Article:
Many contestants seem quite ordinary, don’t consider themselves special and may even have felt insecure and inferior before the show, it has claimed.
In “The Brain,” it’s the “Rain Man,” 23-year-old Zhou Wei from Shanxi Province, who stole the show and generated the most controversy.
Zhou, who suffered a brain injury in childhood, has impaired language and communication skills and only attended primary school for five years. (See “Chinese Rain Man” mystifies local experts, Shanghai Daily, January 29, 2014)
Zhou reminded viewers of the 1988 film “Rain Man” in which Dustin Hoffman plays an autistic savant.
Within a minute, Zhou wrote down the 13th power of 6 — 13,060,694,016.
Controversial “science cop” and blogger Fang Zhouzhi and some Internet users said Zhou must have memorized answers provided beforehand, or the calculations must have taken much more time, which was edited out of the final videotaped version.
In Shanghai, experts in math, psychology and cognitive science recently tested Zhou and concluded that he was indeed capable of swift calculations. He easily multiplied two, four-digit numbers and calculated the root of a 12-digit number, media reported.
Zhou is a phenomenon of neuroscience, the experts concluded.
TV viewer Helen Zhu, a postgraduate student, likes “The Brain” but says some talent is exaggerated.
There are lots of memory-training courses and college memory clubs, she says. “I don’t think these people represent the strongest brains. They are limited, specialized and not creative.”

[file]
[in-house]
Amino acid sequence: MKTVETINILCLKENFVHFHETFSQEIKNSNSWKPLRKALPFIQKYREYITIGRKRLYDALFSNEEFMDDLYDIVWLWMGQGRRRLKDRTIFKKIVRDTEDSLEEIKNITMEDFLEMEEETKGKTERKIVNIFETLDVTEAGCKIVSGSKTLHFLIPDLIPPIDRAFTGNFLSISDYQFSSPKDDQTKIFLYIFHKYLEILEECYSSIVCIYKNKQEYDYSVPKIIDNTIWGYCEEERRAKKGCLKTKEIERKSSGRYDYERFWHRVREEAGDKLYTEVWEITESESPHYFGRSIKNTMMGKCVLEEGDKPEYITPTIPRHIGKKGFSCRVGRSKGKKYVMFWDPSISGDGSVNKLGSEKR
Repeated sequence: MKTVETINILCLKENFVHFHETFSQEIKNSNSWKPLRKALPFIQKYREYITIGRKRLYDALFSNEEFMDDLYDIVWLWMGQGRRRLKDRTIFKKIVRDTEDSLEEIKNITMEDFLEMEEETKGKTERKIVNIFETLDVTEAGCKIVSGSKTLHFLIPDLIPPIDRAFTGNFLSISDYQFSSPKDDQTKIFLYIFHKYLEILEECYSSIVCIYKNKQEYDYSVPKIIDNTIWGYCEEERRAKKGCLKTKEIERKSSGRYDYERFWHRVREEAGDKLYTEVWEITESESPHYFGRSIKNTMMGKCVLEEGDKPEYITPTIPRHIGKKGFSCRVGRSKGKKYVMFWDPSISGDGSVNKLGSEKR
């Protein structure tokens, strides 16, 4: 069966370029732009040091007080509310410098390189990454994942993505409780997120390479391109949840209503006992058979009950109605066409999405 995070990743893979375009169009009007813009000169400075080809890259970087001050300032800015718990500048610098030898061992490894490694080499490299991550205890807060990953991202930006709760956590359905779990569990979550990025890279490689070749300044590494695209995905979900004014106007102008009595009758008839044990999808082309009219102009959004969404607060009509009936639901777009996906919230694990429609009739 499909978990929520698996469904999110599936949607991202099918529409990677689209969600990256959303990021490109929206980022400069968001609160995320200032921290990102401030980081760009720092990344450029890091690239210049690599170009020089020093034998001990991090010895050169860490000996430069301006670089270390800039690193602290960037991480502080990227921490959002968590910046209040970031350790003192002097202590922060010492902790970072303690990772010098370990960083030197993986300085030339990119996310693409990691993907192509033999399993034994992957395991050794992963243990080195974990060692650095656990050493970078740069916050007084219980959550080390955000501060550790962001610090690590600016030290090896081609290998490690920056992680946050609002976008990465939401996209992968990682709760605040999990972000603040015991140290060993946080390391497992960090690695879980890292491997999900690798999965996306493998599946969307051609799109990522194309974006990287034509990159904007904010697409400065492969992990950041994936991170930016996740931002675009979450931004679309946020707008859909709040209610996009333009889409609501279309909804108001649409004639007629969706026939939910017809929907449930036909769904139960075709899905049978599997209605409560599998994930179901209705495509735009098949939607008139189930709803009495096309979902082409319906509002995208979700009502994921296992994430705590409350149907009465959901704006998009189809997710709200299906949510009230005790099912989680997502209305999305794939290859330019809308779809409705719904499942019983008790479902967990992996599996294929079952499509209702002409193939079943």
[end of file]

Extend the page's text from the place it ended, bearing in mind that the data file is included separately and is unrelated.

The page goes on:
She looks forward to original shows that crank up creativity, such as Japan’s “Super Change” or “All-Japan Kaosh Grand Prix” in which competing teams use props and costumes to depict a person, object or event.
Physical game shows
Viewers are also critical of physical game shows, such as last season’s British format “The Cube,” in which contestants complete timed challenges such as walking on narrow beams, stacking blocks with one hand and catching balls before they fall to the floor.
Contestants, including celebrities, sometimes have time to prepare and rehearse the stunts that are supposed to be performed spontaneously and immediately on receiving the challenge instructions, according to witnesses.
But who really cares?
It’s common in the entertainment industry to hire audience members earning around 100 yuan (US$16.50) for a three- to four-hour recording. Recruitment ads seek experienced people who can warm up the atmosphere. They are required to laugh, applaud and even cry on cue.
Still, some viewers find these professional audiences annoying.
Hunan Satellite TV’s popular “I Am a Singer,” now in its second season, has generated speculation over use of professional audiences because the reactions to music are so emotional.
The director denies coaching the studio audience, says all the reactions are genuine and spontaneous, demonstrating the power of music to touch the heart.
Internet user Ni Guang says he’s fed up with all the exaggerated expressions, emotions and tears. He spots the same weeping and cheering faces in the audience for every episode, he says.
‘It’s just for fun’
According to Tyce Li, a veteran entertainment TV producer (not connected with current shows), there are many standard “techniques,” including editing, that make shows appealing. He doesn’t call them “tricks” to mislead or deceive.
“Domestic directors feel much more pressure nowadays since they must hook a big audience within a few minutes,” Li says.
Unusual talents, special and perhaps exaggerated stories about contestants, and special presentation techniques are all required to make shows appealing and sustain suspense, he says.
“I suggest that people consider these shows magic performances. Don’t believe everything you see and don’t expect too much from fast-food TV. It’s just for fun,” Li concludes.